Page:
NASA's Aqua satellite passed over Tropical Storm Damrey on July 30 at 03:21 UTC (July 29 at 11:21 p.m. EDT) and the Atmospheric Infrared Sounder (AIRS) instrument captured an infrared image of the storm. It showed that strong, high, cold cloud tops of thunderstorms were in a tight circle around the center of circulation.
NASA's Aqua satellite passed over Tropical Storm Damrey on July 29 at 11:21 p.m. EDT and the AIRS instrument captured an infrared image of the storm. It showed that strong, high, cold cloud tops of thunderstorms (purple) were in a tight circle around the center of circulation.
Credit: Credit: NASA JPL, Ed Olsen
There were bands of thunderstorms mostly north and east of the center of circulation. Some of the thunderstorm cloud tops were so high that they were as cold as -63 Fahrenheit/-52 Celsius. The circle of thunderstorms appears compact in the infrared imagery.
Damrey formed as a depression on July 28. By July 30, Damrey reached tropical storm status. Damrey's maximum sustained winds were near 45 knots (51.7 mph/83.3 kmh) at 11 a.m. EDT (1500 UTC) on July 30. Tropical-storm-force winds extend out 50 nautical miles (57.5 miles/92.6 km) from the center, making the storm just over 100 miles (115 miles/185 km) in diameter. Damrey was located about 175 nautical miles (201.4 miles/324 km) east-northwest of Iwo To, near 26.3 North and 143.6 East. It is moving to the west-northwest at 5 knots (5.7 mph/9.2 kmh).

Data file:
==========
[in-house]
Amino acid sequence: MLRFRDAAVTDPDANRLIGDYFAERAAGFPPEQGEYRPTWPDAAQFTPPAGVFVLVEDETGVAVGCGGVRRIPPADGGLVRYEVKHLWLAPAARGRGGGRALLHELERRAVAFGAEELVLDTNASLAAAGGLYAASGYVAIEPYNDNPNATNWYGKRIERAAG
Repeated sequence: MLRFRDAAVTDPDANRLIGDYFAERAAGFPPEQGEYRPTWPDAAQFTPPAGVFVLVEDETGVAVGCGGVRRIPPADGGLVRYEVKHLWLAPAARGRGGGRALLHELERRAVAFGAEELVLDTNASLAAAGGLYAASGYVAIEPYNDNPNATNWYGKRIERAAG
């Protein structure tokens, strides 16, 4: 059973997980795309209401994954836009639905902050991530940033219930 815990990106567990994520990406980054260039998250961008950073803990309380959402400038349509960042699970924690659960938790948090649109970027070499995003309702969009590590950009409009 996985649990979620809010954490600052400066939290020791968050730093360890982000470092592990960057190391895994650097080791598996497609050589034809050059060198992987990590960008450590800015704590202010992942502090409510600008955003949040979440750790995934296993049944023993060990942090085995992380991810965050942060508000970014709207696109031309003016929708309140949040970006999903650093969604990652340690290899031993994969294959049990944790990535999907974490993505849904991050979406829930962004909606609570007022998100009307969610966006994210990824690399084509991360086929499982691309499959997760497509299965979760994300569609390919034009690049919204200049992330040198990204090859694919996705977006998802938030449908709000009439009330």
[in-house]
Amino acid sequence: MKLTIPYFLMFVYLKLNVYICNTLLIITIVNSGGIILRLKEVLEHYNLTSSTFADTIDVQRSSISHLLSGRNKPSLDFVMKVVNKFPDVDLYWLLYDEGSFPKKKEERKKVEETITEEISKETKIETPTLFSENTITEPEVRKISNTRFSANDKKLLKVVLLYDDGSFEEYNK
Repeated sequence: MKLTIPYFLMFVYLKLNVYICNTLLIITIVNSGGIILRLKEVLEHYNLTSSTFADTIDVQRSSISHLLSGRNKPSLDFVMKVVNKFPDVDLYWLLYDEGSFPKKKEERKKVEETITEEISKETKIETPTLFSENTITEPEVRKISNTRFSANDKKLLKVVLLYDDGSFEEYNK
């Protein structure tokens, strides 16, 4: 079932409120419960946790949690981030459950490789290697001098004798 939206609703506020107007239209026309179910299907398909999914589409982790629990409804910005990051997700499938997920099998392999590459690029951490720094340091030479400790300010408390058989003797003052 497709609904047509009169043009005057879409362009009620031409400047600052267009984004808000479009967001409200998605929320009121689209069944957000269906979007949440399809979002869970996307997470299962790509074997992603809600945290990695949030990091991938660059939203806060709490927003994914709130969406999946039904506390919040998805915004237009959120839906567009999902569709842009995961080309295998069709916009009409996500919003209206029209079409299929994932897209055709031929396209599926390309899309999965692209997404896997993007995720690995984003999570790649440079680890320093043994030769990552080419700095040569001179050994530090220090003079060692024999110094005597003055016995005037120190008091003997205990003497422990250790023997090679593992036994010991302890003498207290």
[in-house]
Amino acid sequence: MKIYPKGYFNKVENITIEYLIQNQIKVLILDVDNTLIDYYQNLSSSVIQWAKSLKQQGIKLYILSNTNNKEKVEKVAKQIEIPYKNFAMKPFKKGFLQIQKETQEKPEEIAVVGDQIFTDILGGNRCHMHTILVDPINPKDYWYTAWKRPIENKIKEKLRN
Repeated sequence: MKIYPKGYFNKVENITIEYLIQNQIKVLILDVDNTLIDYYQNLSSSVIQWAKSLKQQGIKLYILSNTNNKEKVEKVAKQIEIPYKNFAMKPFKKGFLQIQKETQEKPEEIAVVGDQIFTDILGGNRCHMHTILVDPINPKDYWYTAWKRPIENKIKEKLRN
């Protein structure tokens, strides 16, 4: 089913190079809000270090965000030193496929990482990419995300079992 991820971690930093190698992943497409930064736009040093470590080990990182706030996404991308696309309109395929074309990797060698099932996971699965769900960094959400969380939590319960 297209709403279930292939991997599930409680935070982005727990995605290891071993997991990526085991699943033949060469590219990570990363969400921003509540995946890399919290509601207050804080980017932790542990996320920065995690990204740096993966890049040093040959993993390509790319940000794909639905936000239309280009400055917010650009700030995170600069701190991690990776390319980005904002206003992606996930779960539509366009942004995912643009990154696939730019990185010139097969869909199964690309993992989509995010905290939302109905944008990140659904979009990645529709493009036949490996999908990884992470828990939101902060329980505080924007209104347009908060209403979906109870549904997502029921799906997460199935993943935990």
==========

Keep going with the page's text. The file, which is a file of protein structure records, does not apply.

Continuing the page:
Forecasters at the Joint Typhoon Warning Center expect Damrey to track to the west-northwest over the next three days. It is currently expected to strengthen and then weaken before it makes landfall north of Shanghai, China on August 3.
Rob Gutro | EurekAlert!
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